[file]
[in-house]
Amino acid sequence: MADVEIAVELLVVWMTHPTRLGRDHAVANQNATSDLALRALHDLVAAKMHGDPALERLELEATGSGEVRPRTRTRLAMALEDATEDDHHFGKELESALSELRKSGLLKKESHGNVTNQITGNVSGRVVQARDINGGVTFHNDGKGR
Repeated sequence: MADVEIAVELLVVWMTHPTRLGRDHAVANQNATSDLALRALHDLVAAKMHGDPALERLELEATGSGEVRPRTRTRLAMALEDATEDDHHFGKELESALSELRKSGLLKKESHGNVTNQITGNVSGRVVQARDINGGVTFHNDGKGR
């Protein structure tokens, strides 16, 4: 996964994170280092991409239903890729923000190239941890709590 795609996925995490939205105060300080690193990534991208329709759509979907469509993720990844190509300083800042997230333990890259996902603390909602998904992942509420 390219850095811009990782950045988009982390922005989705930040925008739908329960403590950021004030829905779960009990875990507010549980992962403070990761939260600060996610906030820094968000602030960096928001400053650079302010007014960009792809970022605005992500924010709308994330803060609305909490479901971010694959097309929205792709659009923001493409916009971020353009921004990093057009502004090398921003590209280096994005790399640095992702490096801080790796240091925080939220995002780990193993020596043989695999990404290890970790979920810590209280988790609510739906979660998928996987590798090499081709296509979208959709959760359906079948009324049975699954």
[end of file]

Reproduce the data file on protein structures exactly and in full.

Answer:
[in-house]
Amino acid sequence: MADVEIAVELLVVWMTHPTRLGRDHAVANQNATSDLALRALHDLVAAKMHGDPALERLELEATGSGEVRPRTRTRLAMALEDATEDDHHFGKELESALSELRKSGLLKKESHGNVTNQITGNVSGRVVQARDINGGVTFHNDGKGR
Repeated sequence: MADVEIAVELLVVWMTHPTRLGRDHAVANQNATSDLALRALHDLVAAKMHGDPALERLELEATGSGEVRPRTRTRLAMALEDATEDDHHFGKELESALSELRKSGLLKKESHGNVTNQITGNVSGRVVQARDINGGVTFHNDGKGR
């Protein structure tokens, strides 16, 4: 996964994170280092991409239903890729923000190239941890709590 795609996925995490939205105060300080690193990534991208329709759509979907469509993720990844190509300083800042997230333990890259996902603390909602998904992942509420 390219850095811009990782950045988009982390922005989705930040925008739908329960403590950021004030829905779960009990875990507010549980992962403070990761939260600060996610906030820094968000602030960096928001400053650079302010007014960009792809970022605005992500924010709308994330803060609305909490479901971010694959097309929205792709659009923001493409916009971020353009921004990093057009502004090398921003590209280096994005790399640095992702490096801080790796240091925080939220995002780990193993020596043989695999990404290890970790979920810590209280988790609510739906979660998928996987590798090499081709296509979208959709959760359906079948009324049975699954």